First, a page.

This post was written by Mikayla Kirk, an undergraduate student majoring in Gerontology.
What is Medicare?
Medicare is a health insurance program for older adults who are sixty-five years or older, those who are younger but disabled, and those fighting End- Stage Renal Disease.2 According to the Medicare website, these individuals are able to receive hospital insurance, medical insurance, and prescription drug coverage. Considering just how expensive medical bills are, this is a part of government that should be cautious about potential fraudulent acts.
How much are they stealing?
It’s no surprise that Medicare can be very expensive. With fraud put into the mix, even more money that is essentially being stolen is taken out of taxpayers checks. About a decade ago, government caught 990 individuals who participated in fraudulent cases that totaled 2.3 billion dollars in only four years.1 That total alone should inspire some motion that cracks down on Medicare and add a level of security or spread an awareness.
Con artists who work in health care that unrightfully claim Medicare services and who are receiving money illegally are participating in Medicare fraud. There are many ways that these individuals can go about collecting money. On the AARP website, it is said that these con artists can bill Medicare for certain equipment and medications that they do not have or they can even increase the rate of the items. Identity theft is another way to get money from Medicare by making false claims.3 Medicare recipients may also encounter telemarketers who are selling a product, yet when the product comes it has nothing out of the ordinary in it. They do this so that they get a large payment from Medicare when providing inexpensive items. The website even discusses how someone may even sign up, as well as pay for, Medicare services, but end up not receiving anything. It is alarming how easy it is for these scammers to take advantage of people. The only skills needed to commit Medicare fraud is to understand data entry on computers and know how to recruit people to falsify their information.1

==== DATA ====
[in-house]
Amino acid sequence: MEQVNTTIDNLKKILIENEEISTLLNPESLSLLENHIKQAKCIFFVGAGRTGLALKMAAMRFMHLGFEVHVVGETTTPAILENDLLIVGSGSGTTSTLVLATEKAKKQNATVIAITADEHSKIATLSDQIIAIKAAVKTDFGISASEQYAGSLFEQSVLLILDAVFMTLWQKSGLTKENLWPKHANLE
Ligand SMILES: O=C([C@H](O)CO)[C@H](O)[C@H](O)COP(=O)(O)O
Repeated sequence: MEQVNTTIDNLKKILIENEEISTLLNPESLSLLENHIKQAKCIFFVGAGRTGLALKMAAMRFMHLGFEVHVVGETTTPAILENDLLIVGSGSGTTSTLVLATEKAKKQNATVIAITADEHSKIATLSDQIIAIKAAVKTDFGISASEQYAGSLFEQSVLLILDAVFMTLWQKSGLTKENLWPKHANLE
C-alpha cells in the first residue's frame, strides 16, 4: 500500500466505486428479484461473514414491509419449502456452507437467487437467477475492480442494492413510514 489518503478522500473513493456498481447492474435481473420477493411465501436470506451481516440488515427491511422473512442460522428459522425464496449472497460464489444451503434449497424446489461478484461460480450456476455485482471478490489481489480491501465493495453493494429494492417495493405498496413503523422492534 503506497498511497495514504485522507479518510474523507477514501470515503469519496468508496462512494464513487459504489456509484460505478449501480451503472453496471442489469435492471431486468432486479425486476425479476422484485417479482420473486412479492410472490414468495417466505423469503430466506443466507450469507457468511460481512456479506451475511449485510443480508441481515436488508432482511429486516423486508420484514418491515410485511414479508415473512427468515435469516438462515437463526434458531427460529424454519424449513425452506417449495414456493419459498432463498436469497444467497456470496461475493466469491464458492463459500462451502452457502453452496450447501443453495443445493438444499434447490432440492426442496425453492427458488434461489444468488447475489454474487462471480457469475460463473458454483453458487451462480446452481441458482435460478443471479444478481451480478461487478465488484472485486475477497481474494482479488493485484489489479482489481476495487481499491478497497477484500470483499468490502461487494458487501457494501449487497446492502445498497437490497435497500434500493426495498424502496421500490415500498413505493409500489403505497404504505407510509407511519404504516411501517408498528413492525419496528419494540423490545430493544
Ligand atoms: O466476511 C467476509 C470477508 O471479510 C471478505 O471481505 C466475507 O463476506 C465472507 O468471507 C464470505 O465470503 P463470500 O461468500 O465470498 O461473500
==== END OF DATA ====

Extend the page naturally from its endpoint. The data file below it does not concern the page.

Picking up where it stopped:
Scammers have learned how to get information out of older adults in many different ways. These individuals take advantage of their age to get what they need in order to obtain paid for services from Medicare. Because of how easily these scammers can contact the beneficiaries, AARP has created warning signs so that individuals can be aware whether or not they are being scammed. The warning signs from AARP are:
- Any phone call offering free medical supplies or assistance for free just as long as you give them your Medicare number.
- Any clinic or facility that offers free services only for Medicare patients.
- Your doctor says he/she is able to have Medicare pay for a service that is typically not covered.
- Pay attention to you Medicare statements to make sure that everything on that list you did receive.
As we can see, most of these offers seem too good to be true. It is easy to draw people in when they market the scam just right. There needs to be a better awareness for these circumstances and AARP is doing a great job at supporting older individuals. Along with the warning signs, the website provided “do’s” and “don’ts” for when it comes to experiencing fraud:
- Suderman, P. (2011). Medicare Thieves. Reason, 43(5), 35–40. Retrieved from https://search-ebscohost-com.proxy.missouristate.edu/login.aspx?direct=true&db=a9h&AN=65471612&site=ehost-live&scope=site
- What’s Medicare? (n.d.). Retrieved from https://www.medicare.gov/what-medicare-covers/your-medicare-coverage-choices/whats-medicare.
- Aarp, & Aarp. (2019, June 17). How Beneficiaries Can Prevent Medicare Fraud. Retrieved from https://www.aarp.org/money/scams-fraud/info-2019/medicare.html.